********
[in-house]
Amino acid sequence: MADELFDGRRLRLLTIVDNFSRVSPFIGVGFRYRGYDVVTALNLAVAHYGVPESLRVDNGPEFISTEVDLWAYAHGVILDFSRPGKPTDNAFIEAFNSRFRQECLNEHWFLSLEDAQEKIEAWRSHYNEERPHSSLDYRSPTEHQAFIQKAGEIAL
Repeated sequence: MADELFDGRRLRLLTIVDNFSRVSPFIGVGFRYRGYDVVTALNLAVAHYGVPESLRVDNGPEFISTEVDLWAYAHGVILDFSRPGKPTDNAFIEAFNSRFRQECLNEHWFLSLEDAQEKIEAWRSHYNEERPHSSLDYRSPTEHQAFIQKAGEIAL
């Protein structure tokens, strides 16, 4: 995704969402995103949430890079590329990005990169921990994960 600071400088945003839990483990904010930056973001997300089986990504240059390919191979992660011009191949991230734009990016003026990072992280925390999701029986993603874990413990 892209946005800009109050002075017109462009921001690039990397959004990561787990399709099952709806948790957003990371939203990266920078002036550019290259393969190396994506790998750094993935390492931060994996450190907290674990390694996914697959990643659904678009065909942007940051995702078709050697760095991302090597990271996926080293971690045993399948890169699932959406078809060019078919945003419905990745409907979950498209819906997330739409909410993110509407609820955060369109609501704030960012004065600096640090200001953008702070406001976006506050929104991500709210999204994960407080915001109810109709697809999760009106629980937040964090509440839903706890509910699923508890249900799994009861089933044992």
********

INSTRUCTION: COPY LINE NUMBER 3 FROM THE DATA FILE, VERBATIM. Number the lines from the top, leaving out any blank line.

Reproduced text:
Repeated sequence: MADELFDGRRLRLLTIVDNFSRVSPFIGVGFRYRGYDVVTALNLAVAHYGVPESLRVDNGPEFISTEVDLWAYAHGVILDFSRPGKPTDNAFIEAFNSRFRQECLNEHWFLSLEDAQEKIEAWRSHYNEERPHSSLDYRSPTEHQAFIQKAGEIAL